Light gun shooters haven't always been popular at home, and not just because pointing the gun off-screen to reload sometimes incurs collateral damage ("why is my plant pot in the fire"). Instead it's the old dichotomy of arcade and home - what's brilliantly brief in amongst the slots is bewilderingly insubstantial when your receipt says 39.99.
Making your arcade game work in the home is difficult to do, as SEGA will grimly attest - but SEGA's also one of the best examples of a publisher figuring it out, having delivered OutRun 2006 to universal acclaim. That game offered isolated, untouched arcade versions alongside modified and expanded adaptations that built on what we liked about the coin-op originals without betraying their memory.
Doing the same for a light gun game might seem harder, but Ghost Squad's set-up suggests it could succeed - and the game's Wiimote controls are a surprisingly splendid substitute for the massive assault rifle weaponry hooked up to the game down the pier.
In it, you take control of a member of the Global Humanitarian-Operation and Special Tactics Squad (a backronym that's only outdone by our own sadly non-fictional Serious Organised Crime Agency), and it's up to you and up to three comrades to take down some of those pesky terrorists you hear about on the news. These ones are a bit more successful than ours though, and have managed to do things like smuggle about 48 of themselves onto Air Force One.
So, you get in there in the manner of that anti-terrorist film with the tube between the two planes and it blows up and one of them falls out but we can't remember what it's called, and then you point the Wiimote at the screen and hit the B button until they're all dead. Executive Decision. That was it. You can also use the Wii Zapper with the Wiimote, although, as we'll discover when I write the next paragraph, the lack of it is no inconvenience.
That's because, perhaps thanks to countless hours of trying to navigate YouTube using Opera for Wii, we're quite good at quickly pointing at things accurately while holding the Wiimote like a TV remote. In Ghost Squad, that's a skill that makes all the difference, because the game recognises quick kills and headshots and rewards them heartily. As they scramble on-screen they're dead in an instant as our quick-draw gunplay downs them with alarming efficiency. We didn't know we had it in us, but it bodes well for the game.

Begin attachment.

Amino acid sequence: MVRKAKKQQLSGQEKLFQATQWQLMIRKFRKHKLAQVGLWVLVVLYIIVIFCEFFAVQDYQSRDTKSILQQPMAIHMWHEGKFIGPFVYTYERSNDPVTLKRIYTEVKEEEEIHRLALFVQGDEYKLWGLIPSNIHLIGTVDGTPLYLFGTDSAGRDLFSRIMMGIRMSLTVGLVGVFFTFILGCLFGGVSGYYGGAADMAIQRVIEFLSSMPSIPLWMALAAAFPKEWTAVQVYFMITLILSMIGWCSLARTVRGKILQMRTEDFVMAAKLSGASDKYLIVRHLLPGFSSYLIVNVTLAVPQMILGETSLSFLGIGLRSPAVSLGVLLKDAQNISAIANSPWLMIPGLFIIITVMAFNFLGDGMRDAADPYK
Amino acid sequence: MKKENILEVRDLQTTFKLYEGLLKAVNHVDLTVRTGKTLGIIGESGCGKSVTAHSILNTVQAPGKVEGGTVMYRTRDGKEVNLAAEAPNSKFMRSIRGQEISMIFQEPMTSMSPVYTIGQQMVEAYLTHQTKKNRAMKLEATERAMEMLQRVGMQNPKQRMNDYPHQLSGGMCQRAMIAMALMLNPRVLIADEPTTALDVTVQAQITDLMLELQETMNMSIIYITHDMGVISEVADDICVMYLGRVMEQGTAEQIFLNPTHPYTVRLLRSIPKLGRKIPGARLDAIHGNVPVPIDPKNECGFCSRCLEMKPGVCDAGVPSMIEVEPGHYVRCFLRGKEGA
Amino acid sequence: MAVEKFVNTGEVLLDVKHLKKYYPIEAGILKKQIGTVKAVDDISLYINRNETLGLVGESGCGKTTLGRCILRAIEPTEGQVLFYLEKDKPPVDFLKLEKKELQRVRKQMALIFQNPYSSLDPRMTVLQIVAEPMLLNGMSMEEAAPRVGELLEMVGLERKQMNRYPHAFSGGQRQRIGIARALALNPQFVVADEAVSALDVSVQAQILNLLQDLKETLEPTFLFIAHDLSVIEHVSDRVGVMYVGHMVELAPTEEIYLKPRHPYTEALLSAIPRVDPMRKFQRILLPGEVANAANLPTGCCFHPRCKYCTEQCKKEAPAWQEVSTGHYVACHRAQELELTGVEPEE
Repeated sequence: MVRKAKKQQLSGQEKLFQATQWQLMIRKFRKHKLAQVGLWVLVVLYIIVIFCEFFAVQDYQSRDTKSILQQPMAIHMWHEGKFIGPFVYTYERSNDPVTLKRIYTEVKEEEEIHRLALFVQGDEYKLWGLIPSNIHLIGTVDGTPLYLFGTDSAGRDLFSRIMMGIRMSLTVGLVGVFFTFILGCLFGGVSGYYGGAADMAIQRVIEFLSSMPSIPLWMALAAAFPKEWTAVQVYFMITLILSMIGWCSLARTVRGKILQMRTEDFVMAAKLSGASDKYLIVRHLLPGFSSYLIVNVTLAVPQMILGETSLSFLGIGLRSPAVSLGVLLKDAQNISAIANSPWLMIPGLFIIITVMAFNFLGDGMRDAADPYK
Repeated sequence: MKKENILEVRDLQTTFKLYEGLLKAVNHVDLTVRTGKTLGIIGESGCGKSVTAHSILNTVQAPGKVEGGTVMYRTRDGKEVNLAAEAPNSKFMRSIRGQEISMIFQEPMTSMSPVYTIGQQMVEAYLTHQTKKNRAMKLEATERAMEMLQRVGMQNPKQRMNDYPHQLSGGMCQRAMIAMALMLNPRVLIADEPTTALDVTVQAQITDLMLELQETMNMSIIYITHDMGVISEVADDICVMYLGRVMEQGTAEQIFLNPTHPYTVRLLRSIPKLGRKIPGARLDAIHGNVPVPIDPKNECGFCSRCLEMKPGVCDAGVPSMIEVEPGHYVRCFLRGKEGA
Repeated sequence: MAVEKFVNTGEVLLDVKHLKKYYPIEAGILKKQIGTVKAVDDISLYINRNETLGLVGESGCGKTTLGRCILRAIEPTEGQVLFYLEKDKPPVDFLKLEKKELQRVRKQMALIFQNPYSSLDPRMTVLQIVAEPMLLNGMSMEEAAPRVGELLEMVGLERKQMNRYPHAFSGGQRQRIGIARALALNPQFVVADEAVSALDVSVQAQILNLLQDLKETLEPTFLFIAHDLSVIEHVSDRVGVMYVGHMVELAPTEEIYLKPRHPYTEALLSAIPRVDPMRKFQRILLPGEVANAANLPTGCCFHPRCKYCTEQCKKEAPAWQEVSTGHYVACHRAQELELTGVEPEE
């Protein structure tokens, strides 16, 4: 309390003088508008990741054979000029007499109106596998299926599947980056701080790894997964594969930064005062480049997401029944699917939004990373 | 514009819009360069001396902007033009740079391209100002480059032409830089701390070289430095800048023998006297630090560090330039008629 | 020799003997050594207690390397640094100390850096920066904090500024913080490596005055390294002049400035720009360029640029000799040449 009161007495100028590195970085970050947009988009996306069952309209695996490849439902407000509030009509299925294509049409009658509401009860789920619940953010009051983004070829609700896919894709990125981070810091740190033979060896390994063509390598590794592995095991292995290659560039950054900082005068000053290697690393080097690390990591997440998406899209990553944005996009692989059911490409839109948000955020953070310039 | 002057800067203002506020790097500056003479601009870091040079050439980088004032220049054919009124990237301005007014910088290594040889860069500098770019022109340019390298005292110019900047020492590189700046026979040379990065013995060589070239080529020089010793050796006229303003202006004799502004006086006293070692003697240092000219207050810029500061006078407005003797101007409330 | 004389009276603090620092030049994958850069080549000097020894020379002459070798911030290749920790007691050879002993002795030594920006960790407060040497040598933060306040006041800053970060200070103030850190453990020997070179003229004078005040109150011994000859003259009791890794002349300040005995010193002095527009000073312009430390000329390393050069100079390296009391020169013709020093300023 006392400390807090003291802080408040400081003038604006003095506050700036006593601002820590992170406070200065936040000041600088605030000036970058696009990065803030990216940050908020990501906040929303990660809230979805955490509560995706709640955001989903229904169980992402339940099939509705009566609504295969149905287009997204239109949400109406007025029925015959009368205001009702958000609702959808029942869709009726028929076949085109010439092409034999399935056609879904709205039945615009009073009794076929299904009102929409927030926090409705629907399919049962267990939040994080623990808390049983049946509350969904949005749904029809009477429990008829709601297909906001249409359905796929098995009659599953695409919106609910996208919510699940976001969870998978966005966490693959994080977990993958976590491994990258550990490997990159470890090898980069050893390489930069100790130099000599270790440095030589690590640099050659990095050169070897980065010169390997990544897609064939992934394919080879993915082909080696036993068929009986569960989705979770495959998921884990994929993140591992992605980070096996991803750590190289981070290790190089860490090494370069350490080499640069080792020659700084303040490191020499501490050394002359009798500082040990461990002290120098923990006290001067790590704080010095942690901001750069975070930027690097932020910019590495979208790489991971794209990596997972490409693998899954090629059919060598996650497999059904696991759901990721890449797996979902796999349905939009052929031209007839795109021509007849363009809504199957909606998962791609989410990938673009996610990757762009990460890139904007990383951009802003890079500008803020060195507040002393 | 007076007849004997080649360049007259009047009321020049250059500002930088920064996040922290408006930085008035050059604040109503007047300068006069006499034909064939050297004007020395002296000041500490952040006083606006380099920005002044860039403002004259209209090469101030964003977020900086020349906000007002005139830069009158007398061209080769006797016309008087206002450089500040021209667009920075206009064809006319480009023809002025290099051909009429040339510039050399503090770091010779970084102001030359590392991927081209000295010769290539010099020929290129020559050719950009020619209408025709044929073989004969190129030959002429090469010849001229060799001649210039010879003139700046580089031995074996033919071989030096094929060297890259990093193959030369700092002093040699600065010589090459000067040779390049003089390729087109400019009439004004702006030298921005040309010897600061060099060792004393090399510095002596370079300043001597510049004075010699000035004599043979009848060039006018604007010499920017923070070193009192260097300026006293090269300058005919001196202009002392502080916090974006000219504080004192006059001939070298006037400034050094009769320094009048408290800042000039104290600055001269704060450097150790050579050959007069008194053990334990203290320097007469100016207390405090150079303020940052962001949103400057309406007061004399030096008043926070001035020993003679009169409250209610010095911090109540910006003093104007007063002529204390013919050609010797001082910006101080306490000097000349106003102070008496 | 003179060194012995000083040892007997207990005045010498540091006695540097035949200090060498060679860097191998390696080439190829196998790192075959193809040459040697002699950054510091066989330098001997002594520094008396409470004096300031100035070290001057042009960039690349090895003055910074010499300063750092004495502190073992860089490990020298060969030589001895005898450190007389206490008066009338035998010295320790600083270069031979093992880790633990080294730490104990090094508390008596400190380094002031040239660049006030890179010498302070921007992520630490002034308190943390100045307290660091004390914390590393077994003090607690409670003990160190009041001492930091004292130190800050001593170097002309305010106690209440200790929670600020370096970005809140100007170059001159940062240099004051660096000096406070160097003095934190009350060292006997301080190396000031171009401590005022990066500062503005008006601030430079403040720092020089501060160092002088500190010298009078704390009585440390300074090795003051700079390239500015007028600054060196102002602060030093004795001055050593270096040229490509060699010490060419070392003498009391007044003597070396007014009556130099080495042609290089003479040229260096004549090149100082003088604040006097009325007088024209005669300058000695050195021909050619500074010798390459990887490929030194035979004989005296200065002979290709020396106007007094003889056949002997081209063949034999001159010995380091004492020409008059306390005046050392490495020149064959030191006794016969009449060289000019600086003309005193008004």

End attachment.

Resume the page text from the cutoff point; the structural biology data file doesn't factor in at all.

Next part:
Ghost Squad also introduces a certain amount of variety into the traditional on-rails amble, and that's where it starts to paddle into the choppy wake left by successful arcade ports like OutRun. As well as having 25 unlockable weapons, online gameplay and a four-player mode, you can also opt for different objectives within a level (save all the hostages or kill all the terrorists, for example). In the Japanese arcade original, a sort of save-game ID card system let you experience the game differently with alternate enemy positions and pathways, and that should endure here too, all of which feeds into the potential for replay.
Gunplay isn't all you do either, with a bit of bomb-defusal at one point, while another of the missions we've played culminates in a boss fight with a helicopter where the idea is to hover your aiming reticule over the chopper long enough to get a lock-on before firing, proving once and for all that those impressive buzz-bar skills we built up at school fetes were in fact excellent training for surface-to-air super-murder.
All of which adds up to an experience that will probably prove insubstantial in the manner to which we've become accustomed, but which ought also to generate a bit of repeat play, and less of a sense of repetition - helped along, as in other genre classics, by delightfully daft dialogue of the trembling finger held aloft while growling "Yooooou!!!" variety. Plus: acting. In the final moments of our hands-on demo, when we took down the chopper, we high-fived with our squad-mate and then stood looking into his eyes intensely while the camera panned out and the level ended.
And in the game. Which is due out this winter exclusively on Wii.